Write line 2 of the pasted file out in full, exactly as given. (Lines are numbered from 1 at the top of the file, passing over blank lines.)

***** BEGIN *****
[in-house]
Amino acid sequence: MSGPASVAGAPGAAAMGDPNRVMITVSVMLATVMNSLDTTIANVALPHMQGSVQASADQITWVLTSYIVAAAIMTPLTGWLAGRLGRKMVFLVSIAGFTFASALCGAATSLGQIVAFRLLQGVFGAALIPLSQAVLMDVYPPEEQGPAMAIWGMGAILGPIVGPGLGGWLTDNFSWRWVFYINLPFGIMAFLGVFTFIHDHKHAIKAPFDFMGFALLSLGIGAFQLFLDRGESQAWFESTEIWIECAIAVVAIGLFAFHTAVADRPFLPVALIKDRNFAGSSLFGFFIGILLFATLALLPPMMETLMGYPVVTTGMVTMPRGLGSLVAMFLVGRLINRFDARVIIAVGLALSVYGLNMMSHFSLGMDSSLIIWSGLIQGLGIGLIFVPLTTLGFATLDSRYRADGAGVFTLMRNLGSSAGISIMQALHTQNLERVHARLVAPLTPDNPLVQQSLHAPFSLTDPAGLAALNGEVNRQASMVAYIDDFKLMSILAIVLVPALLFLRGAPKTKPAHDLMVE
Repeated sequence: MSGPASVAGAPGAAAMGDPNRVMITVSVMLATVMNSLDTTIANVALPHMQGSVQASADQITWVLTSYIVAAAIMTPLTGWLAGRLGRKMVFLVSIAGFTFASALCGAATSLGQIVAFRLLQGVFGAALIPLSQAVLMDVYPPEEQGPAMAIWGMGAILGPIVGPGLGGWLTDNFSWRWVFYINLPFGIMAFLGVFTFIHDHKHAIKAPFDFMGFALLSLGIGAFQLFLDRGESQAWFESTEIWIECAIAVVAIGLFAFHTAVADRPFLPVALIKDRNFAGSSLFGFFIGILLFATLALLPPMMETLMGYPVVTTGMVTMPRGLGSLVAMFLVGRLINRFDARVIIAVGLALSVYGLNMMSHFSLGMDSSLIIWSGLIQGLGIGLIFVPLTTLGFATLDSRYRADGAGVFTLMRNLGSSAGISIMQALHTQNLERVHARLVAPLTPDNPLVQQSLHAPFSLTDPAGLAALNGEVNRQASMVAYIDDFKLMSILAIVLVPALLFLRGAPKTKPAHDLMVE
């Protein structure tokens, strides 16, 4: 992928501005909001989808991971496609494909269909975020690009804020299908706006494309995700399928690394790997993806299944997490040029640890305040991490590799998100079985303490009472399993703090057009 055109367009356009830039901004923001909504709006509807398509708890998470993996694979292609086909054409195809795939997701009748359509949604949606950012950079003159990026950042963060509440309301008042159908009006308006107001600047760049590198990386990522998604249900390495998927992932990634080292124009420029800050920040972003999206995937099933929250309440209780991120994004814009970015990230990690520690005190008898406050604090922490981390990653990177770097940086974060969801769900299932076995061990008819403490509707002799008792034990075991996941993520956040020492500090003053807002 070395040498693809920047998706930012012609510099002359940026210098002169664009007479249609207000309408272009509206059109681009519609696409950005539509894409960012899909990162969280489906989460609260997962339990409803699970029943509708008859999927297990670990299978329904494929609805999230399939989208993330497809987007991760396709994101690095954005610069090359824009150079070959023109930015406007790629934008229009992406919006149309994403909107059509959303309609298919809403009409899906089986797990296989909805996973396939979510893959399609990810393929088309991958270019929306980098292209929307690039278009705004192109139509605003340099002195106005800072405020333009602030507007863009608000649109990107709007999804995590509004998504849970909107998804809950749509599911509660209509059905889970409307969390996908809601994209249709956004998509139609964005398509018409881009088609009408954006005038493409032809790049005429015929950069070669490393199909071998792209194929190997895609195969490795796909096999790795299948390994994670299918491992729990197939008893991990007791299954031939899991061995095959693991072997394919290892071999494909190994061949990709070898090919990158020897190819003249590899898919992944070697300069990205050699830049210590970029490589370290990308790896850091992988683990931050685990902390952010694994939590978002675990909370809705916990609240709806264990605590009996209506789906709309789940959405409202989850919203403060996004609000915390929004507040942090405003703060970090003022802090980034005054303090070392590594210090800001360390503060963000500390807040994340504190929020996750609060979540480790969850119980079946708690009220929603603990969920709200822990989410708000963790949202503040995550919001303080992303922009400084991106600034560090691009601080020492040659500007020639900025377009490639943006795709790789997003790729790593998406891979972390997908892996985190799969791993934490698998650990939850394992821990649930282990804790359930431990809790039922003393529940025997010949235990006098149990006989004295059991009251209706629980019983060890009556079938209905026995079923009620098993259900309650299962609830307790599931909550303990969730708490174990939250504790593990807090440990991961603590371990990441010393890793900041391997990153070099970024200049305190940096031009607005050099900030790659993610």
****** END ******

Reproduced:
Amino acid sequence: MSGPASVAGAPGAAAMGDPNRVMITVSVMLATVMNSLDTTIANVALPHMQGSVQASADQITWVLTSYIVAAAIMTPLTGWLAGRLGRKMVFLVSIAGFTFASALCGAATSLGQIVAFRLLQGVFGAALIPLSQAVLMDVYPPEEQGPAMAIWGMGAILGPIVGPGLGGWLTDNFSWRWVFYINLPFGIMAFLGVFTFIHDHKHAIKAPFDFMGFALLSLGIGAFQLFLDRGESQAWFESTEIWIECAIAVVAIGLFAFHTAVADRPFLPVALIKDRNFAGSSLFGFFIGILLFATLALLPPMMETLMGYPVVTTGMVTMPRGLGSLVAMFLVGRLINRFDARVIIAVGLALSVYGLNMMSHFSLGMDSSLIIWSGLIQGLGIGLIFVPLTTLGFATLDSRYRADGAGVFTLMRNLGSSAGISIMQALHTQNLERVHARLVAPLTPDNPLVQQSLHAPFSLTDPAGLAALNGEVNRQASMVAYIDDFKLMSILAIVLVPALLFLRGAPKTKPAHDLMVE